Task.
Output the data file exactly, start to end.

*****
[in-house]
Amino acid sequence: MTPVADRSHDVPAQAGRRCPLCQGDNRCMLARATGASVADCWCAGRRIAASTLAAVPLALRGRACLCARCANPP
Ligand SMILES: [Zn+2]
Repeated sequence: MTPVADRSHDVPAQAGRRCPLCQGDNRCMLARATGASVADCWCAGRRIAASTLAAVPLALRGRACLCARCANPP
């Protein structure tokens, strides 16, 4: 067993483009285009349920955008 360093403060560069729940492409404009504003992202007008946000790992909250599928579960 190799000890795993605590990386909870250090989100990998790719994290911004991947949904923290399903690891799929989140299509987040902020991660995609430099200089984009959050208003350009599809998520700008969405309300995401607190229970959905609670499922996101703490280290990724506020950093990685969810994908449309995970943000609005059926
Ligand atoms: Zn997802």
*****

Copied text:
[in-house]
Amino acid sequence: MTPVADRSHDVPAQAGRRCPLCQGDNRCMLARATGASVADCWCAGRRIAASTLAAVPLALRGRACLCARCANPP
Ligand SMILES: [Zn+2]
Repeated sequence: MTPVADRSHDVPAQAGRRCPLCQGDNRCMLARATGASVADCWCAGRRIAASTLAAVPLALRGRACLCARCANPP
């Protein structure tokens, strides 16, 4: 067993483009285009349920955008 360093403060560069729940492409404009504003992202007008946000790992909250599928579960 190799000890795993605590990386909870250090989100990998790719994290911004991947949904923290399903690891799929989140299509987040902020991660995609430099200089984009959050208003350009599809998520700008969405309300995401607190229970959905609670499922996101703490280290990724506020950093990685969810994908449309995970943000609005059926
Ligand atoms: Zn997802």